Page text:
Most horror comedies don’t appeal to me, mostly due to having only semi-funny jokes and skimping on the more serious side of the horror genre. Yet Zombieland is a different breed of horror comedy, seamlessly blending both distinct types of film together to create a highly funny and scary gorefest.
The film has a way of hooking the audience from the very beginning, with its slow-motion zombie attacks being the highlight of the credits. But it is really our main character, “Columbus” (Jesse Eisenberg), who gives the film a plentiful dose of relatibility. Columbus narrates some of what we see on-screen, but instead of becoming too focused on supplying the viewer with information that could have been pieced together on one’s own, Eisenberg’s voice-overs contribute to the comedy and supply the quirky rules for living in a society overrun by zombies.
Columbus is a rather nerdy loner who is making his way from college to his parents’ house. Developing a set of “rules” that corresond well with all of the cliches of zombie flicks, Columbus has survived thusfar because of his ability to outsmart the dumb zombies where others couldn’t. Along the way, he stumbles on a gritty cowboy, “Tallahassee” (Woody Harrelson), which is where the city names come in – Tallahassee doesn’t like to get too attached to the people that he meets in case they are taken down by zombie hordes, so he calls people by the city of their home. Tallahassee is an ass-kicking zombie hunter who has made his way through the zombie infestation by brawn and hatred of zombies. Both loners decide to band together, at least as far as Tallahassee is willing to take Columbus, but they are hustled by two younger ladies, one of which is played by Abigail Breslin, who steal their car and their guns. Later, they meet up with them again, and though being tricked by their ploys, decide to travel with them in hopes of finding some safe civilization. Columbus begins to fall in love with the older of the two girls, “Wichita” (Emma Stone), and Zombieland becomes both a love story and an escape from hungry zombies.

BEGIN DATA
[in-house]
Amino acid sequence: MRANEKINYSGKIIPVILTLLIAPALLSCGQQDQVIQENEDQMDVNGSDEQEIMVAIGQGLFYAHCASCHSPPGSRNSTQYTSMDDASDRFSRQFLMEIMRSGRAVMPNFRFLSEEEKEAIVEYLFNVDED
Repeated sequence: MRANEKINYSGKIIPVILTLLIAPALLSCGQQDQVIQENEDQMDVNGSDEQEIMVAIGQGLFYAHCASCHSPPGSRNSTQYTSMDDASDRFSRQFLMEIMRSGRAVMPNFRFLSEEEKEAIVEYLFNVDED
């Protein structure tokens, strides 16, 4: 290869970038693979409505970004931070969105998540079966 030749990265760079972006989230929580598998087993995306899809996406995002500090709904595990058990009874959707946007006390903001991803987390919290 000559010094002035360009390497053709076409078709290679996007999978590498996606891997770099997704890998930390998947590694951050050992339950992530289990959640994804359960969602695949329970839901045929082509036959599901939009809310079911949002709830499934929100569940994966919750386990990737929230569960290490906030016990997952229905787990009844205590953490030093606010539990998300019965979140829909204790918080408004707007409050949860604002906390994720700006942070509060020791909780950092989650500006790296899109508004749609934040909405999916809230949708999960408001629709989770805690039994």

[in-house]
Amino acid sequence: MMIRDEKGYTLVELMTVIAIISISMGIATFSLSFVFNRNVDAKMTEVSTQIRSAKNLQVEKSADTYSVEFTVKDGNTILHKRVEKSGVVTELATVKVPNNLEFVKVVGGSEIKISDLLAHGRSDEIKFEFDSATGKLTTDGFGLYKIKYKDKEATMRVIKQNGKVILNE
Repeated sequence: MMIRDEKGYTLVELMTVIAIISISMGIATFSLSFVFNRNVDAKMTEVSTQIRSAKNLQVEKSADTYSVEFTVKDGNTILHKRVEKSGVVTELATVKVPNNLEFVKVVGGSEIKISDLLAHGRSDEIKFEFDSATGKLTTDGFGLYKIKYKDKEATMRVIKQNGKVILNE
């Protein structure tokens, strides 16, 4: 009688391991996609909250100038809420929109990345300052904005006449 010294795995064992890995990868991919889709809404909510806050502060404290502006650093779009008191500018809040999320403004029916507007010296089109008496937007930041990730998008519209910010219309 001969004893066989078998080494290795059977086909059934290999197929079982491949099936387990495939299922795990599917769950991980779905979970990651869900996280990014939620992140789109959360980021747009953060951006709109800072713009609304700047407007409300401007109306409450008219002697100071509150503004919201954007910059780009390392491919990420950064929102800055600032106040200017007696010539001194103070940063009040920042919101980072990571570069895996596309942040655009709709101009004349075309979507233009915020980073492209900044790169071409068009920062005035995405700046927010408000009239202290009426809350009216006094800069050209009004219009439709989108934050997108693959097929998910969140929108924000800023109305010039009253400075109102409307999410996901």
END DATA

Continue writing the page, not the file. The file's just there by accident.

Naturally, the audience comes to root for Columbus and Wichita together, not through the use of cheesy love-story plot elements but through sheer charisma. Zombieland is not a romance, but its romantic elements are surprisingly good. Plus, the love story does not detract from the sheer mayhem of the world.
Columbus’ rules, too, show up as an entirely new addition to the zombie realm. Though Zombieland works to satirize the zombie film formula, it is also a smart addition to a genre chock full of dumb characters and mindless intestine-gnawing. The rules allow for the characters to use their smarts; they obviously survived so long for a reason, and their characters feel both helpless and able-bodied. This gives the film that sense of horror along with the comedy; we root for the humans hoping they survive, feeling like they can survive, but they are still victims.
Fortunately, the film does have some gratifying scares that catch the viewer off guard. The violence is extreme, complete with hammers to the face and tons of zombie beat-downs. Woody Harrelson is excellent, and someone has a cameo. Everything fun about zombie films is somehow worked into the movie’s short hour and a half run-time.
The comedy is also excellent. Many times, I find that the funniness of horror comedies is completely lacking, more based on stupid one-liners than anything else. But Zombieland brings the laughs in spades, because it knows how to manipulate the cliches that we all laugh at in bad z-grade zombie flicks into something fresh and original.
If you see a horror comedy this year, make Zombieland the one. Fun, fresh, and absolutely entertaining, the film is one of the smartest comedies I have seen in a while, and probably even one of the better horror films to release this year. And I have to mention again, someone has a cameo in a completely ridiculous and hilarious scene.